It’s so awesome to be able to witness the omnipresent power of music; the way it weaves its sound-ful influences into seemingly every fabric of our human existence, in today’s world more obviously then ever. Music highlights and accentuates every colorful human emotion, and seems to walk along our side throughout our lives, like our very own emotional advocate and activator. Emotions are energy + motion right? So as most of us live, breath, move and groove to the pulses and beats of everyday life, both outside and inside us, music acts as a constant connector, whether we are continuously aware of its companionship or not. With the World Cup, it’s been much more apparent how sports has become even more heavily engaged in partnership with the music industry; probably realizing the impact it has to magnify and amplify the emotionally laden peak experiences we have as human beings. Sports can be considered one of those “biggie” experiences, and has become a significant satisfier in many people’s lives throughout the world, a welcomed escape, a way to engender feelings of unification with others, and although some may have a general disinterest or dislike for sports, it is abnormal to find anyone who has an overbearing natural aversion to music. Ask yourself, do you know anyone who naturally detests music? Therefore, music acts as a bridge or catalyst to connect cultures, people and nations, and drives people into participating in events (or use a product, brand, or service etc.) they normally would not gravitate to. After all,
“Music is the Universal Language of All Mankind”.
Brands like ‘Beats by Dre’, shows us the very powerful and electrically emotive connection sports (in this case World Cup soccer i.e. futebol) has with culture and music. Have a look and listen at how they represent that in the video, “The Game Before the Game” showing Brazils beloved soccer star, Neymar Jr. and others, listening to “Jungle” by Jamie N Commons & The X Ambassadors.
As in the case of the World Cup, a sporting event more massively popular and globally unifying, than any other sporting event, you can be sure that our ever present escort ‘Music’, wouldn’t dare miss this show. The show being, the opportunity to illicit “energy in motion”, remember?Kinda like an amuse-bouche served at the onset of a fancy din-din, meant to stir up your senses, elevate and enhance your appetite, and get you wanting (what ever it is you are wanting) much much more. This “Motion” begins stacking up to create a surge of human emotional electricity that expands by feeding off all the kinetic Co-motion, kind of like friction creating fire; and in us, that fired up feeling we get in our gut. When we all get going in this together, it can be quite an exhilarating and fiery vibe!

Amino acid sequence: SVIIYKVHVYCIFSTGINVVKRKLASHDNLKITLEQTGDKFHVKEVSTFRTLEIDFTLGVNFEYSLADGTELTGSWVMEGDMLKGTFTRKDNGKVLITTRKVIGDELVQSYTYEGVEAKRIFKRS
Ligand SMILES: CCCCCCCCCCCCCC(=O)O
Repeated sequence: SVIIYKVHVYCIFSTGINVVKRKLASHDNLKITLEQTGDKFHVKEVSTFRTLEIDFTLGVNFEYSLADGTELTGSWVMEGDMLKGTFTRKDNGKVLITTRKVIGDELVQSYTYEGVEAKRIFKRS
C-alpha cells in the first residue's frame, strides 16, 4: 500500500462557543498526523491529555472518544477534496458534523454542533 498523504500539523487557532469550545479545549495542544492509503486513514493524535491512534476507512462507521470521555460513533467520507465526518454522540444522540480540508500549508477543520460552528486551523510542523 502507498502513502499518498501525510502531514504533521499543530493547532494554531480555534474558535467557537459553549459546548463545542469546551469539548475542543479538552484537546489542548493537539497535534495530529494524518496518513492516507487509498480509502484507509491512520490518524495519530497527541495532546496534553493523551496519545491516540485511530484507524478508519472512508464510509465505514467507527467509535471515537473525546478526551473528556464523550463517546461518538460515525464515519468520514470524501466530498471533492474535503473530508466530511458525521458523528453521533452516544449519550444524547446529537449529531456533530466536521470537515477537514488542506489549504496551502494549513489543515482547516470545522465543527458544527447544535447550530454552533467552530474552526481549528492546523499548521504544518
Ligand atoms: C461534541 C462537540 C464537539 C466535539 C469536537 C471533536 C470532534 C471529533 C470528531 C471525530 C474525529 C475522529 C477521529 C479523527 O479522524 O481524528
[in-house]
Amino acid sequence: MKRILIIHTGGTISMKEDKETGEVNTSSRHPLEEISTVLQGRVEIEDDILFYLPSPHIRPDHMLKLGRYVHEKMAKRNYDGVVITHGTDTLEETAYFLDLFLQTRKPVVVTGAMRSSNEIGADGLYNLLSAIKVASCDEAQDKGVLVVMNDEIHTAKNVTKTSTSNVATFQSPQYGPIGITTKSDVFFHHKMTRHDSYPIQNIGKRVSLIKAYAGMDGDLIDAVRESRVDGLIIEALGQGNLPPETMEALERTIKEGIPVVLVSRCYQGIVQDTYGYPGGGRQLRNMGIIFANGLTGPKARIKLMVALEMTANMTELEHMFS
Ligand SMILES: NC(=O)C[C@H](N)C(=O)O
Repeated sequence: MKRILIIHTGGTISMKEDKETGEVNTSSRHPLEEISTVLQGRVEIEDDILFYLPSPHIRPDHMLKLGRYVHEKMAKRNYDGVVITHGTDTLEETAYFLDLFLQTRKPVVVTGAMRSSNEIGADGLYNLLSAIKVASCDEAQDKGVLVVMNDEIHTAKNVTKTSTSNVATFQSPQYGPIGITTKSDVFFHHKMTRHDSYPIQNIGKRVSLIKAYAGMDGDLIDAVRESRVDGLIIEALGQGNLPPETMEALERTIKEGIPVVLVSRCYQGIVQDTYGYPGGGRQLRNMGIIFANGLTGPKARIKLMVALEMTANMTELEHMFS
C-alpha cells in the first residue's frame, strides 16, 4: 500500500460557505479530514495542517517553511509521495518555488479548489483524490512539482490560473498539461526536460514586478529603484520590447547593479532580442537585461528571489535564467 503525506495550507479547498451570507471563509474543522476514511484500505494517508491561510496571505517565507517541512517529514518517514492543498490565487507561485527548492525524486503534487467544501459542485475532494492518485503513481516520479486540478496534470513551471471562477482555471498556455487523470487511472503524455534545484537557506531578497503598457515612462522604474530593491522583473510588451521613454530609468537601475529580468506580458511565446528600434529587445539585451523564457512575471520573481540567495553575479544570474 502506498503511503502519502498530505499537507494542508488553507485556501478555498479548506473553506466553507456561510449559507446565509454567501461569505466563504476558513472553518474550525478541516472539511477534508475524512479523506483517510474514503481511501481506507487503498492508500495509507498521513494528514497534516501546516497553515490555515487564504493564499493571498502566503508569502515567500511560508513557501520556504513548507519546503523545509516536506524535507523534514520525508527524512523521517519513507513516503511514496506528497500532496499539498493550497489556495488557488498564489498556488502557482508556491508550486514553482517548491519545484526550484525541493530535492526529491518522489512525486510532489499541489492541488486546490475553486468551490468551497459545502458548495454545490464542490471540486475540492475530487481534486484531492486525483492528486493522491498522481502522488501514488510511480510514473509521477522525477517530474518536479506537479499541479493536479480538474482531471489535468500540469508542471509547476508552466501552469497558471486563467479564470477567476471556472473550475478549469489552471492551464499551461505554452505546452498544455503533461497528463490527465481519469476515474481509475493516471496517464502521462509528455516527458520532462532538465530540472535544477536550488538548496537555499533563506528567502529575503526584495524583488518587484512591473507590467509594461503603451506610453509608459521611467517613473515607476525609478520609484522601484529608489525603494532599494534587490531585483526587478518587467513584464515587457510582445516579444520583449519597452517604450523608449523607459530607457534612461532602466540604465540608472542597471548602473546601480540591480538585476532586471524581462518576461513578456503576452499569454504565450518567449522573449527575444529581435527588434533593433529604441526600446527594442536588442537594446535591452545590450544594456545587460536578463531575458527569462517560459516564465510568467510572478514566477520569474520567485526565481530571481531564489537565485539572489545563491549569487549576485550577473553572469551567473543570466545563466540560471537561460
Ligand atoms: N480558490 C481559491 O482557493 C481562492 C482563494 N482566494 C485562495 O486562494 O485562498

So, it all starts with a spark right? Sure, and in a culture as exuberant, vivacious, and passionately inflamed as Brazil, sparks are natural and ignite brightly, and easily. FIFA’s decision to highlight the pageantry of the 2014 World Cup with a duo performance by American artists; Pitbull and Jennifer “Jenny from the block” Lopez, also featuring brazilian born Claudia Leitte, seemingly as a side note, was ample fuel to fire up a united musical protest. In an ironic sort of twist, “We are One” (Ole Ola), did create oneness and unity, perhaps just not in the way the performing artists and record company backers intended it to. The following statement was highlighted as the general Brazilian sentiment according to the associated press,”
“Although Brazilian Claudia Leitte is also featured in the official theme, critics say they don’t understand why Cuban-American rapper Pitbull and Bronx-born Puerto Rican singer Jennifer Lopez were chosen for the song when there are so many other great musicians in the land of Bossa Nova.”
Brazilians where also put off that the song is mostly in English and Spanish, leaving only a few seconds at the end for Leitte to sing in her native Portuguese. Watch the video yourself, to see if you share this opinion.
American Pop Star, Shakira is no stranger to controversy as she sparked some up herself when her song ‘Waka Waka -This Time For Africa’, was the official FiFA (the sport’s governing body) World Cup song hosted by South Africa in 2010.
Interestingly enough, in the midst of this year’s FIFA music controversy, Shakira stepped up and took the opportunity to work it out in her favor, releasing her own unofficial 2014 World Cup song. When Brazilians where given a choice between American performers, Shakira seems to have come out on top; with a vibe, background, and artistic influences that seem to share more synchronicity with the people of Brazil than say ‘Pitbull’ or Jennifer Lopez did. Your own ears and hips will have to be the referee on this one.